Wednesday, February 13, 2013

Items I come across while researching: "Kill 'em All': American Korean War atrocities

While looking for supporting materials I often come across material that had no relevance to the subject matter of my research, but still become an item of interest because of its content. This particular atrocity drew my attention because the US just doesn't do these things do they?

The Korean War began in 1950 as part of the ever increasing tensions between the United States and Russia (Soviet Union). It seems a wonder that the US was even able to fight the North Koreans to the standoff that still exists today. A war never formally declared nor its end. That is another story.

But it is the atrocities by the US military that startled me. "Declassified military documents recently found in the US National Archives show clearly how US commanders repeatedly, and without ambiguity, ordered forces under their control to target and kill Korean refugees caught on the battlefield." [BBC: Kill 'em All': The American Military in Korea, last updated 2-17-2011].

This particular event was horrific. The US military seemed to be panicking because of the effect the number of refugees, some 2 million, from the North were crossing into the South through US battle lines. An order was given: 'No, repeat, no refugees will be permitted to cross battle lines at any time. Movement of all Koreans in group will cease immediately.'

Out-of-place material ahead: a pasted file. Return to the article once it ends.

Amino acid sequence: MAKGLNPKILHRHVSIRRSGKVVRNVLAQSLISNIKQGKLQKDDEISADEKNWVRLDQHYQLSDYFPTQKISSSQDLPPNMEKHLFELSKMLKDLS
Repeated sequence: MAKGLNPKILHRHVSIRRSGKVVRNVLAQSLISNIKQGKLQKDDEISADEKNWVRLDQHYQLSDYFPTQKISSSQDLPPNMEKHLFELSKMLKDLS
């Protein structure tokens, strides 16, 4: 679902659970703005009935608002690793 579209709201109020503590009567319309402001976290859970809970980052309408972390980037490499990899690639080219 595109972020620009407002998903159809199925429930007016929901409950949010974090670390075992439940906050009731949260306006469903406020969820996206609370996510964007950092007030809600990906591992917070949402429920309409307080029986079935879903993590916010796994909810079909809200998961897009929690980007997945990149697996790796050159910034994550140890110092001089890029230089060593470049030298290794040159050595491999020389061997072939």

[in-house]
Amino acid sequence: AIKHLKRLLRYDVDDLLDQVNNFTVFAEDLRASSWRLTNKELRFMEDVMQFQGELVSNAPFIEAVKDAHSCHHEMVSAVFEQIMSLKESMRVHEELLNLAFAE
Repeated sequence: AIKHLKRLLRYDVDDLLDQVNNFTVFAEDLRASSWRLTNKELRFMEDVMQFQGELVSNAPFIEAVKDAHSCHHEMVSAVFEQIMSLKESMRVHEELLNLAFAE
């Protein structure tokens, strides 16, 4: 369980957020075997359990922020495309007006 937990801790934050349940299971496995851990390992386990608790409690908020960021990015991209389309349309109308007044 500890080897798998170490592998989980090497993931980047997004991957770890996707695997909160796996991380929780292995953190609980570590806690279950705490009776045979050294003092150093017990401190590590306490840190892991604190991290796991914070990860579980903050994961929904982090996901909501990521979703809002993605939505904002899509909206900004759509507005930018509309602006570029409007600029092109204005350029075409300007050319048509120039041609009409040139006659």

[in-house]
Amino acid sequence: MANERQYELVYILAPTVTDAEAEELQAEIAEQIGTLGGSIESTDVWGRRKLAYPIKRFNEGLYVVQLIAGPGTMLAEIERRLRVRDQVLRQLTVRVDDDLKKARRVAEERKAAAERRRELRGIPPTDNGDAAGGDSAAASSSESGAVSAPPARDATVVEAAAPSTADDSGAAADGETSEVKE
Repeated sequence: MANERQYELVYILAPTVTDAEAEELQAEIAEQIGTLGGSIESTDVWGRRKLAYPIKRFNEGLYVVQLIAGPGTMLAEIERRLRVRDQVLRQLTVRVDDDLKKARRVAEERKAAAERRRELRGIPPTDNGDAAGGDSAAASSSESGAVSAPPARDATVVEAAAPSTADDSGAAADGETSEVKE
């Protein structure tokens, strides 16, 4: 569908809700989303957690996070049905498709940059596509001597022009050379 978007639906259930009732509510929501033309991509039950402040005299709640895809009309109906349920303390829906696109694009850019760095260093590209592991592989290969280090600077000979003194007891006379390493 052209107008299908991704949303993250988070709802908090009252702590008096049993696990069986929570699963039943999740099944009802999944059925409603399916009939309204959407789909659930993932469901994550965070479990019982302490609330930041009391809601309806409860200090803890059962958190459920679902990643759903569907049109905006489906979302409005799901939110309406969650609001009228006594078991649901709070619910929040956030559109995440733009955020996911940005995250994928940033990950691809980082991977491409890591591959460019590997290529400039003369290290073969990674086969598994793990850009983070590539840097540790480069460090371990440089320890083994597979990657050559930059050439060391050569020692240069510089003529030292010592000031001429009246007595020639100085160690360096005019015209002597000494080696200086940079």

"On the very day that the US 8th Army delivered its stop refugee order in July 1950, up to 400 South Korean civilians gathered by the bridge were killed by US forces from the 7th Cavalry Regiment. Some were shot above the bridge, on the railroad tracks. Others were strafed by US planes. More were killed under the arches in an ordeal that local survivors say lasted for three days."

A US  veteran recalls: "There was a lieutenant screaming like a madman, fire on everything, kill 'em all. I didn't know if they were soldiers or what. Kids, there was kids out there, it didn't matter what it was, eight to 80, blind, crippled or crazy, they shot 'em all.'"

It wasn't until September 1999 that this story came to light through the efforts of Associated Press team. This nation can't afford to lose this kind of journalism that never stops. The mere existence of the Internet cannot be viewed as a substitute for aggressive and effective news organizations.

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